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Sponsor a project with Tools for Self-Reliance

Tools for Self Reliance logo

The profits from your Young Co-operative could be used to sponsor a project in Africa – either with a one-off pledge or by regular donation – run by Tools for Self Reliance, an organisation which makes new uses of unwanted tools which are donated and refurbished in the UK. In return, you would be kept up-to-date with the progress of the project and the impact of your donation.

Tools for Self-Reliance helps skilled people in Tanzania, Uganda, Ghana, Zambia, Sierra Leone and Malawi earn a living from donated equipment, from blacksmiths tools such as anvils to sewing machines, screwdrivers and tape measures which are used by metalworkers, woodworkers, mechanics, electricians, builders and leather workers.

It works in partnership with other organizations to help both individuals and the wider community fight poverty by providing apprenticeships and training, as well as encouraging businesses to set up networks to get better access to raw materials and share their ideas for new projects.

Tools for Self-Reliance also works with certain groups of society such as those with AIDS, women and people with disabilities. The Tools for Life project, for example, gives participants a six month training course to learn practical job skills in trades such as building, carpentry and tailoring, as well as teaching the facts about the HIV/AIDS virus.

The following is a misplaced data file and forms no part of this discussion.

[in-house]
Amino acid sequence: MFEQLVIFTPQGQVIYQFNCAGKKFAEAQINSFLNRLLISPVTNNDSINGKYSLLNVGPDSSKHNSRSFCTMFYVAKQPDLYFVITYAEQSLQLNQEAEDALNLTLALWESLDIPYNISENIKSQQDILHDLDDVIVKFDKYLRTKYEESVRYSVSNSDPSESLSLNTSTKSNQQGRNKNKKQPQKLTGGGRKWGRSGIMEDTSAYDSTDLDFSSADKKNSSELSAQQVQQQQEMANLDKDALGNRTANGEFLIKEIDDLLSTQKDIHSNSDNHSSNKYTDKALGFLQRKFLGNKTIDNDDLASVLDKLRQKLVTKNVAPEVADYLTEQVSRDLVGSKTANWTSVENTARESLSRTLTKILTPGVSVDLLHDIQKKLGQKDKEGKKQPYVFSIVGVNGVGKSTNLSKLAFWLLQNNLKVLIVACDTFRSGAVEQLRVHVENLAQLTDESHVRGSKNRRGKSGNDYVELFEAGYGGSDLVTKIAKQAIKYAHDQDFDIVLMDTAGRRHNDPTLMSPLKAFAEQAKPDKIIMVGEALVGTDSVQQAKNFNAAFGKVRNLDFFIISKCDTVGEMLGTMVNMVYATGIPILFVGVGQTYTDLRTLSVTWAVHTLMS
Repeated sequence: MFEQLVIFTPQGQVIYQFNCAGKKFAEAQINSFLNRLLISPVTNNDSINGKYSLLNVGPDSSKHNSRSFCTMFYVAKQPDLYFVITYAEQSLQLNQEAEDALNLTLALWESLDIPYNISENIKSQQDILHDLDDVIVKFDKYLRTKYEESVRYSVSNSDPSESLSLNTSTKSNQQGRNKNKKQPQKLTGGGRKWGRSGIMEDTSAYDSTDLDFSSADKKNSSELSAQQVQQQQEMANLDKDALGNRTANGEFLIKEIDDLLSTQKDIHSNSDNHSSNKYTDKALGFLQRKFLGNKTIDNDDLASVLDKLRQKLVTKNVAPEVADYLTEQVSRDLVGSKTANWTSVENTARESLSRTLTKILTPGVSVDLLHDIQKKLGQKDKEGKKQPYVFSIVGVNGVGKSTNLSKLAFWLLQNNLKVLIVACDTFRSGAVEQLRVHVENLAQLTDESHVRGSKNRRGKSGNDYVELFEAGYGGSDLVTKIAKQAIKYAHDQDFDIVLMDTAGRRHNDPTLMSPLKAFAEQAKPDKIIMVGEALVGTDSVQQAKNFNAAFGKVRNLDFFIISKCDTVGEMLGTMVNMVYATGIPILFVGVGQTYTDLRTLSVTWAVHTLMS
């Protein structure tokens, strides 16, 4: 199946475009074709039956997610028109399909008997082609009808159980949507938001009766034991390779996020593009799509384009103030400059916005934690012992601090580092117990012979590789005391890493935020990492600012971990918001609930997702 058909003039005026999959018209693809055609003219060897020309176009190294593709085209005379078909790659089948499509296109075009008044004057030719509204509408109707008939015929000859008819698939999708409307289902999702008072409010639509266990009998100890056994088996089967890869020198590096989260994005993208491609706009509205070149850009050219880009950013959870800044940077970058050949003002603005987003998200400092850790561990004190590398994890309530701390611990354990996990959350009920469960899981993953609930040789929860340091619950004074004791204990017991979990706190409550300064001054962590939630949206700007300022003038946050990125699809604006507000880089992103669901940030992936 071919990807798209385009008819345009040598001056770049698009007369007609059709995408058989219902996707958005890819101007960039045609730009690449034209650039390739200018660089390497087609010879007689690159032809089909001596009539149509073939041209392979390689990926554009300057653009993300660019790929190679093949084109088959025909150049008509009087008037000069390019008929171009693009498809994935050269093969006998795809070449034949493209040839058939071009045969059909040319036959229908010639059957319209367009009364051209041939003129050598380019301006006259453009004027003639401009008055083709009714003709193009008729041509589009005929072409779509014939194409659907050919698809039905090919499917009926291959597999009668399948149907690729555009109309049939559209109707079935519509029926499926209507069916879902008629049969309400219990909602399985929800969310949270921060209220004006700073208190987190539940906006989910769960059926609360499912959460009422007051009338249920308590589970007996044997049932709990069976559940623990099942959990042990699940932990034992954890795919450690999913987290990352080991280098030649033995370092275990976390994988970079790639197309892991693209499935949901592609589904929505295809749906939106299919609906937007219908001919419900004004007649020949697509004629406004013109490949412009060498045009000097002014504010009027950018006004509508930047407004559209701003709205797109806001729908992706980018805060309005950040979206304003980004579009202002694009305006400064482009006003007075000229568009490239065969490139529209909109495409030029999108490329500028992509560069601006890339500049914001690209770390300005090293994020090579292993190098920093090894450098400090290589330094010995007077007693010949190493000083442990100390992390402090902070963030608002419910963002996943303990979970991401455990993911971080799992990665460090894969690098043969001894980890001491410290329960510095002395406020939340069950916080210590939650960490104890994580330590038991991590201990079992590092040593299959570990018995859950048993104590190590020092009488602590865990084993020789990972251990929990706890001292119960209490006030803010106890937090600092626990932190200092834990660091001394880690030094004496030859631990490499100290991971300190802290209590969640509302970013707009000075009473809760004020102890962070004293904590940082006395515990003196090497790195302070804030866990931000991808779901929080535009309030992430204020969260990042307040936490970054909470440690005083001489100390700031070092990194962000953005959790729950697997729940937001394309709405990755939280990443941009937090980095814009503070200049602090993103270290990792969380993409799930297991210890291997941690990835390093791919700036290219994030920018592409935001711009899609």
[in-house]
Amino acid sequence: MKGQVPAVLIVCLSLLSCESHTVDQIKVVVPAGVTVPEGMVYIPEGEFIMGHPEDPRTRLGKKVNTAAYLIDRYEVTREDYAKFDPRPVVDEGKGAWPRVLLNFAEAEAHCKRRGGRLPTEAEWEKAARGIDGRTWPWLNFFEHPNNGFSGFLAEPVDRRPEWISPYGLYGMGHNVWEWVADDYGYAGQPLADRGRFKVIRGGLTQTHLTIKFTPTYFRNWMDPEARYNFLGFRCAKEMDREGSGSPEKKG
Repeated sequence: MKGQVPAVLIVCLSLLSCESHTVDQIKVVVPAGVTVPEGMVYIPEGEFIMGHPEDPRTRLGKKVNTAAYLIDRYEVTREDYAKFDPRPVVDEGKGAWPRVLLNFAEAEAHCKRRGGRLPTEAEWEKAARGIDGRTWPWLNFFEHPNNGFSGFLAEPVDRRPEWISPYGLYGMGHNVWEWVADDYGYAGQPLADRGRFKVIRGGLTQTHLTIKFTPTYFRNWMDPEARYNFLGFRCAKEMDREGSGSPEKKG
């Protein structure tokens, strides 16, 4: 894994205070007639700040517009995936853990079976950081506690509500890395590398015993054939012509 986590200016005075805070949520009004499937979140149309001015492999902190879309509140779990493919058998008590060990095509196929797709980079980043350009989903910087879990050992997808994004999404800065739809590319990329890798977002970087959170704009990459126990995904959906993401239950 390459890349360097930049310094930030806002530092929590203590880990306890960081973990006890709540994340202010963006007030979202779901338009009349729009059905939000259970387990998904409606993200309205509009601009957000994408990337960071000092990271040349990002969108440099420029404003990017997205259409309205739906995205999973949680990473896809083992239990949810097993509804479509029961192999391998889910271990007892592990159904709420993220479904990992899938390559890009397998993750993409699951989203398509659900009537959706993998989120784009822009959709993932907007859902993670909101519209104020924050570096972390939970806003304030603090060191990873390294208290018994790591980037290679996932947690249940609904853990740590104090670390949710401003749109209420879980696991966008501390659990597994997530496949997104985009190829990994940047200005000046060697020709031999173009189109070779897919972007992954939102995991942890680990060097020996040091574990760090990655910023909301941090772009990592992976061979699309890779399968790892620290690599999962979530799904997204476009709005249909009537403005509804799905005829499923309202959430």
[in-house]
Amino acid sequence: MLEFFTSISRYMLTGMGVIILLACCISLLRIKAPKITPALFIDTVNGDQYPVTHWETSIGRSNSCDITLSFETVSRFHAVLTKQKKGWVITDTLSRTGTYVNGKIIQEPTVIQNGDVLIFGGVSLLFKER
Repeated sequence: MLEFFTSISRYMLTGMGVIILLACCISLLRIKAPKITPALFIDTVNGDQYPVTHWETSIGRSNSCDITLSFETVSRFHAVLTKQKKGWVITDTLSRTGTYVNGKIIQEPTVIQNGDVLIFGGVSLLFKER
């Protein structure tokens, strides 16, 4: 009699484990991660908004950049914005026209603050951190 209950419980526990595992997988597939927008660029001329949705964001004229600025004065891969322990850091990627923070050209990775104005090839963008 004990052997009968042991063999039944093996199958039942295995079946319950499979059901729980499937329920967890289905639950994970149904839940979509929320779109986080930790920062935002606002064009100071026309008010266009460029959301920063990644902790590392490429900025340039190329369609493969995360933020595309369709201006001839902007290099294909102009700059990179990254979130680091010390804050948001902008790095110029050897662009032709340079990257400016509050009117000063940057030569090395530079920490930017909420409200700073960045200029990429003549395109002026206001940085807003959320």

Projects

One project which can be sponsored is Girls Growth and Development in Ghana, where Tools for Self-Reliance has teamed up with a programme to help girls – who often have little prospect of finding work other than as porters or cleaners or in the sex trade – learn trades such as hairdressing as seamstressing. As well as a centre in the city Tamale which has a crèche, hostel, sales unit and workshop and classrooms, there are three centres in rural areas. Each year, training is offered to 100 students, including basic literacy and numeracy skills to help them set up and sustain their own business, alongside counseling on issues such as health care, HIV/AIDS, hygiene and nutrition.

Or, you could support the Mikolongwe Vocational School in Chiradzulu, Malawi, run by an organisation called Development Aid from People to People (DAPP), which instructs budding self-employed builders and carpenters.

In Sierra Leone, students are offered vocational courses in carpentry, tailoring, metalworking, welding and blacksmithing, alongside basic business skills such as pricing, marketing, record keeping and profit and loss. They also learn about peace building, democracy and civil rights, including gender and equality rights, at the same time as getting advice on HIV/AIDS.

To find out about sponsoring a project, or other ways of fundraising for Tools for Self-Reliance, visit www.tfsr.org.